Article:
The politics of digital learning
Among our chief concerns is the increased polarization that is growing within political debates about online and blended learning. Keeping Pace 2011 touched on these concerns on pages 62-63. “The growth of online and blended learning draws from many factors, including the recognized need to improve public education opportunities and achievement, the increasing influence of technology on a large variety of fields, and the rise in student options among public schools. Policy and politics undoubtedly have been among the components that have steered the growth as well…While the political process is dynamic and springs from many sources, political will has been a major factor in overcoming the inertia of bureaucracies and others not inclined to embrace new educational possibilities…
We believe online and blended learning truly are non-partisan, non-ideological issues that can unite those whose views may otherwise diverge. Members of both sides of the aisle have a history of supporting online and blended learning. The range of educators and policymakers engaged in online and blended learning suggests that the political views of such education advocates are diverse. Online and blended learning supporters are found in rural, suburban, and urban school districts; in states that are coastal or interior, north or south, and red or blue. Advocates are found in newly-created charter schools and within large school districts that have served students for decades. Online and blended learning educators are innovative, and their innovation is not tied to a particular political outlook. For the gains in online and blended learning to be real and long-lasting, policy changes should be based not on political gain, but on what is best for students. That’s politics with a small “p”—non-partisan, non-electoral and distinctively non-polarizing.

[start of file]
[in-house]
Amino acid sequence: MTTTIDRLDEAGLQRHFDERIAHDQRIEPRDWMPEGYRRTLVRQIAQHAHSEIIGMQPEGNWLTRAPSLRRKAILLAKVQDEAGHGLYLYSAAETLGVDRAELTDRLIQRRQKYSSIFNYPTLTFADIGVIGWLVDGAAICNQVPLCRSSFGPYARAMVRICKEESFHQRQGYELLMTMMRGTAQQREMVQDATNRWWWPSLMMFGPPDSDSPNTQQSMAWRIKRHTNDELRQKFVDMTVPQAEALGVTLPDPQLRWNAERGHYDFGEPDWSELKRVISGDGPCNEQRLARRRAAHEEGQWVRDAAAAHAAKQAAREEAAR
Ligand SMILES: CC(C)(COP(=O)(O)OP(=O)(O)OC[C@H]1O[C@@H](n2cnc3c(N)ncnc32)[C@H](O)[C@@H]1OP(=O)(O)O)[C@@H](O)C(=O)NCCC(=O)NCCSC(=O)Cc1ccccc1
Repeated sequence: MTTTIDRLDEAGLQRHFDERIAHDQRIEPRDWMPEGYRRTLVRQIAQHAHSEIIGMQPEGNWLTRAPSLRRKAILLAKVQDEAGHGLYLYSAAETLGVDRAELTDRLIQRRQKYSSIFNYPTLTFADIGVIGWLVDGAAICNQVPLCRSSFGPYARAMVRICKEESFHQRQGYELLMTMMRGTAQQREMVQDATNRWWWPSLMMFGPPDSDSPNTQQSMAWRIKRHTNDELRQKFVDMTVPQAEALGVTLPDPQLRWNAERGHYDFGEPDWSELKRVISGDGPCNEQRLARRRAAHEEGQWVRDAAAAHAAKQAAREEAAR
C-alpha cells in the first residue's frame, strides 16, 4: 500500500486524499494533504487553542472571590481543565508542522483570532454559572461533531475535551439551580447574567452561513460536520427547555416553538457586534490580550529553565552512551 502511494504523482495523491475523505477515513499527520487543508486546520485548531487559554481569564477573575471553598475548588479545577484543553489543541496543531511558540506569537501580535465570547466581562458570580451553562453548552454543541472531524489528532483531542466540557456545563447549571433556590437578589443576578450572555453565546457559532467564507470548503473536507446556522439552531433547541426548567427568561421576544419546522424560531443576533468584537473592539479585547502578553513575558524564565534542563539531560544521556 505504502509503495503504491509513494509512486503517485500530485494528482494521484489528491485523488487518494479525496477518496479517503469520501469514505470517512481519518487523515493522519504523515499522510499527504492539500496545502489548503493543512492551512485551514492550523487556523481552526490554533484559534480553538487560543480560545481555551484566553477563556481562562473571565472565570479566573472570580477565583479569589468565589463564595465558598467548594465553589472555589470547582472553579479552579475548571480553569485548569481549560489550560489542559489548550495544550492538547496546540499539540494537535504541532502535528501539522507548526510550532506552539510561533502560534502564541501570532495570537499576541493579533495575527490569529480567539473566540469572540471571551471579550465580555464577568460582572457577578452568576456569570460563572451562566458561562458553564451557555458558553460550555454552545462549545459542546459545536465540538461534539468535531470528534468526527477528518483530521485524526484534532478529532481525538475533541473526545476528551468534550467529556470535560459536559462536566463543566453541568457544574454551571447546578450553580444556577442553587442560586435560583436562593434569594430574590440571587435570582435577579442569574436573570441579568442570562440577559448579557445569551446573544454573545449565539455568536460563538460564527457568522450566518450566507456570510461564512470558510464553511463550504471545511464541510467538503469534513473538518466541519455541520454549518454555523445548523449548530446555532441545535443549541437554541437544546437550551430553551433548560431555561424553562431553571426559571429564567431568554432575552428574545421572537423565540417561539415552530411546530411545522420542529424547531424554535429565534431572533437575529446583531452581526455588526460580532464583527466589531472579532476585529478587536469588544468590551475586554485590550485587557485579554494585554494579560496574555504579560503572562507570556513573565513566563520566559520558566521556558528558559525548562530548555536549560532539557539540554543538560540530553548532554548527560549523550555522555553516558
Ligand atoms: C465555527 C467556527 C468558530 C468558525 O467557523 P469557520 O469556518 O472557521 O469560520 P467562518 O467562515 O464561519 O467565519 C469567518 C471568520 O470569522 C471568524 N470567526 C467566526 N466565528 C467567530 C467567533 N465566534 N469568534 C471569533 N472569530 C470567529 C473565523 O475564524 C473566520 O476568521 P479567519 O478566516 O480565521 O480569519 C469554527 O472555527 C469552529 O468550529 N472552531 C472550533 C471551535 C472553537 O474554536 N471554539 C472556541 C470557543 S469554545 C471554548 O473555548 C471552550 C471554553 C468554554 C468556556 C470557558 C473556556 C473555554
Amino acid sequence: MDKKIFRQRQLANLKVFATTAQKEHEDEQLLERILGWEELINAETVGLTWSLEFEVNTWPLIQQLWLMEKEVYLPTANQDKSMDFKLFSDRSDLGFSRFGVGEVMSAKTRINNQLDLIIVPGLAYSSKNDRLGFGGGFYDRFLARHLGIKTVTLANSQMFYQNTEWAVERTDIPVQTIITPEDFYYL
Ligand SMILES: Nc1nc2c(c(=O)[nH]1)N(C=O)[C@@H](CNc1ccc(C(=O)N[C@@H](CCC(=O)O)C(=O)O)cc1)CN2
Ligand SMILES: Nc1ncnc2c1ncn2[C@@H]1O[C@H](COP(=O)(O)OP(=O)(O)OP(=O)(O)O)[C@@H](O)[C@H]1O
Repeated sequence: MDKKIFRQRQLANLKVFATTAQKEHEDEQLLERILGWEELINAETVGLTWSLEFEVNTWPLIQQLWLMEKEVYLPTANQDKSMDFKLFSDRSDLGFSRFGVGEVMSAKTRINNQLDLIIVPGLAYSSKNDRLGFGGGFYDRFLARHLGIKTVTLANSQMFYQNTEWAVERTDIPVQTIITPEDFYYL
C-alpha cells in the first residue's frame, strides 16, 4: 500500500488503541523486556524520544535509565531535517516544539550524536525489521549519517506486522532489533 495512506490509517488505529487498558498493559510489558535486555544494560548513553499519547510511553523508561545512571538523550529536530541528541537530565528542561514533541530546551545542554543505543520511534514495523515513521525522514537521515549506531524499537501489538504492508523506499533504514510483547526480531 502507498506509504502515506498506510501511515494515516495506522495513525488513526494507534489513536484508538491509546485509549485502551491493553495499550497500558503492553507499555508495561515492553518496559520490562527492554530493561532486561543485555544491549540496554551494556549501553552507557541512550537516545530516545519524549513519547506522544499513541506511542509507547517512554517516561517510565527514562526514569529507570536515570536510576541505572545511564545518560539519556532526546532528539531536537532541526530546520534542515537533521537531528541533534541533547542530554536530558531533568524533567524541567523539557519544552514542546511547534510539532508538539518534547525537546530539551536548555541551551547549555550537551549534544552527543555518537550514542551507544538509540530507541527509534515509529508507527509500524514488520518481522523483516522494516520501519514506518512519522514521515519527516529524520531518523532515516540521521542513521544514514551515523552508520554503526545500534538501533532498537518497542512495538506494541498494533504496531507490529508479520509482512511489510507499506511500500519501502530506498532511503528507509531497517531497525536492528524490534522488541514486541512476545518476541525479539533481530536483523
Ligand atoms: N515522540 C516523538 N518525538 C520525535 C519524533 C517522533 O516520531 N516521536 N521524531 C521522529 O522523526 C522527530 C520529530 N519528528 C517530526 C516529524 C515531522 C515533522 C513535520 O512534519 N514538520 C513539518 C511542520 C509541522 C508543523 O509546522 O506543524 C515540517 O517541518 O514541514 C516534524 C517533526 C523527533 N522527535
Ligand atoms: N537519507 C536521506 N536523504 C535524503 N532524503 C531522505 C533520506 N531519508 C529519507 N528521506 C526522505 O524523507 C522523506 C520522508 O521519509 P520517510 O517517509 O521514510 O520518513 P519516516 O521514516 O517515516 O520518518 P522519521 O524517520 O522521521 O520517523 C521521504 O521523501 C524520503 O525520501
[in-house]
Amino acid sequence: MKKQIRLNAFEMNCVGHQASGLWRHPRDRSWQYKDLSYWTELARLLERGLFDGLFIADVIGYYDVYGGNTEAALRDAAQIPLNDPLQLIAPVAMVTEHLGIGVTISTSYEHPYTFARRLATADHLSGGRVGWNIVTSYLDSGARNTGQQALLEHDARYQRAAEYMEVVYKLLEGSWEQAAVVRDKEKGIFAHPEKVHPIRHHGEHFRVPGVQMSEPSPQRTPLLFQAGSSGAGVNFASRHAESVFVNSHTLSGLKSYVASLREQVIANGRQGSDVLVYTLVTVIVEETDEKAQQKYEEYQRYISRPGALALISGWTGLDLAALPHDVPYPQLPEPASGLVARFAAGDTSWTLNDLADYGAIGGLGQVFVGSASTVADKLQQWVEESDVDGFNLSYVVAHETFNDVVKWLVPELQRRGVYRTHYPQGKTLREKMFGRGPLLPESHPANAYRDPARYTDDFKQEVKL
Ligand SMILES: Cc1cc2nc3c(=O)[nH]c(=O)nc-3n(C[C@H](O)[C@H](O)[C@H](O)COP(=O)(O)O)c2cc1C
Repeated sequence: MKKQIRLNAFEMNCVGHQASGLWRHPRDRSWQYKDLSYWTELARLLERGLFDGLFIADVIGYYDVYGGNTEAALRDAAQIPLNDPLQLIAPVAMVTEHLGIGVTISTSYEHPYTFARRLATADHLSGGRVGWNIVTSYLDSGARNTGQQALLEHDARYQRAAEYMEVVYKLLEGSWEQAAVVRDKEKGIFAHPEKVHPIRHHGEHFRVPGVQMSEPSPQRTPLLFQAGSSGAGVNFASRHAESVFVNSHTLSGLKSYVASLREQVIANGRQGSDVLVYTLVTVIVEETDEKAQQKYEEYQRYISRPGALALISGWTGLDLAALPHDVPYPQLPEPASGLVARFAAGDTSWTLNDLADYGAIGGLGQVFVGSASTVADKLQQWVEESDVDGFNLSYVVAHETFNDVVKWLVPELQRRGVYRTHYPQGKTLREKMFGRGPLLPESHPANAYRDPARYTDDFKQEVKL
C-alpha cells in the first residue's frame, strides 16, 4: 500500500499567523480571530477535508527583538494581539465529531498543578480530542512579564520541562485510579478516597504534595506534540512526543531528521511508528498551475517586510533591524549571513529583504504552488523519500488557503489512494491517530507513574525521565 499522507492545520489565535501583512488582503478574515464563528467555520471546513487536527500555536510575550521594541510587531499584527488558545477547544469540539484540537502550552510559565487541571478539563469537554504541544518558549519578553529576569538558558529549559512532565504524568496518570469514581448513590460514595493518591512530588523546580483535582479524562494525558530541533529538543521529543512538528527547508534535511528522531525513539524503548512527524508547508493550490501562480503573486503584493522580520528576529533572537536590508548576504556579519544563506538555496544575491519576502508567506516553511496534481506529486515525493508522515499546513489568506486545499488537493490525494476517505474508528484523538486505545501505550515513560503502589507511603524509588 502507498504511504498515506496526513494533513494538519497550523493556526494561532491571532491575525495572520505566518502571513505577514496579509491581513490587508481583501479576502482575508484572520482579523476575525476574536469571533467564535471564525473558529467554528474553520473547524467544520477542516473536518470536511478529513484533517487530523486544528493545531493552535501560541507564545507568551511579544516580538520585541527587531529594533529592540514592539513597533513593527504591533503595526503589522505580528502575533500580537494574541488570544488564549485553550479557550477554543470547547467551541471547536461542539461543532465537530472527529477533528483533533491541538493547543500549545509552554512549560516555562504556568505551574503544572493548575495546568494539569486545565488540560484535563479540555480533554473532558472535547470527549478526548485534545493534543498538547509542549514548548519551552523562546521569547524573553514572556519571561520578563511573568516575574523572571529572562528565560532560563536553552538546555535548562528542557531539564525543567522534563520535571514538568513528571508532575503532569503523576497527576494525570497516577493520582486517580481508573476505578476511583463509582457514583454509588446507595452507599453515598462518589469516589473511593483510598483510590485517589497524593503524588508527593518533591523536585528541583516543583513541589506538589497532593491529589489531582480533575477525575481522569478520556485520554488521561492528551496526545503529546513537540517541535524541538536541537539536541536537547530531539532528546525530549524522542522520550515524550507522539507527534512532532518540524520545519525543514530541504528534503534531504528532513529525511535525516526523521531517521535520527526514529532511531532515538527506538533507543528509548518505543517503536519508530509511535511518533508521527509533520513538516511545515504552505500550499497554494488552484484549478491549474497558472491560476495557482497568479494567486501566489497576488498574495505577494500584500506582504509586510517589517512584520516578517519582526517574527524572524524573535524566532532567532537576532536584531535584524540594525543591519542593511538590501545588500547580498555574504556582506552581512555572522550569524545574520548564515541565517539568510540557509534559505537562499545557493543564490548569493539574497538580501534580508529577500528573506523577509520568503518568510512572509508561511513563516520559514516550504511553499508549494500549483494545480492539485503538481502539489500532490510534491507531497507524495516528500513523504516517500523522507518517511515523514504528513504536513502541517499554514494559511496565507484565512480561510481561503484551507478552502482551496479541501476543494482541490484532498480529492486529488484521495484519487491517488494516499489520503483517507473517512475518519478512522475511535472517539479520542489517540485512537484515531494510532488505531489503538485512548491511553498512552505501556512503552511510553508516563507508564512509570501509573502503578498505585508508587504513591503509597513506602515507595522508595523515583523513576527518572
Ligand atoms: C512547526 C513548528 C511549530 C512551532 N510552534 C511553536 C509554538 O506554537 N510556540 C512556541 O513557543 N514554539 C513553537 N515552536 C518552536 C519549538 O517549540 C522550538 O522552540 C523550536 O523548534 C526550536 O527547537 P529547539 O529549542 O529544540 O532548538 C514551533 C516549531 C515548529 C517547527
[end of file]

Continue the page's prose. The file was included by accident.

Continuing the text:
This spectrum of diverse political views of education innovators is not, however, well-reflected in the recent media narrative or political debates tied to online learning laws in some states…The partisan arguments of 2011 reflect roiling historical battles in education, have very little to do with the web-based delivery model and do not focus on what we believe should be the primary role of digital learning endeavors: to enhance student success.
The political divisions that we saw when we wrote those passages have, if anything, increased since then. The National Summit on Education Reform held in October in San Francisco, for example, drew protestors who decried what they perceive as the takeover of education by private companies who see nothing more than a market opportunity. Those protestors clearly did not hear the message of many speakers at the event, including keynote speaker Sal Khan—whose non-profit organization is obviously guided by a social mission—and Los Angeles mayor Antonio Villaraigosa. Unfortunately, there were a few speakers at the event who perceive existing schools, teachers, and administrators as a key problem to be overcome, and gave the protestors fuel for their arguments. Those people and conversations, however, did not and should not overshadow the larger discussions that were focused on improving student opportunities and achievement.
The polarizing trend has continued with the publication of reports in which authors make their biases clear: they do not believe that private companies should have a role in education, and they believe that online learning is being driven largely, if not entirely, by for-profit companies. These arguments, from sources such as The Nation and the National Education Policy Center, have too many flaws to fully address in this blog post, so I will focus on two main ideas.
1. The view that online learning is being driven by for-profit companies is wrong.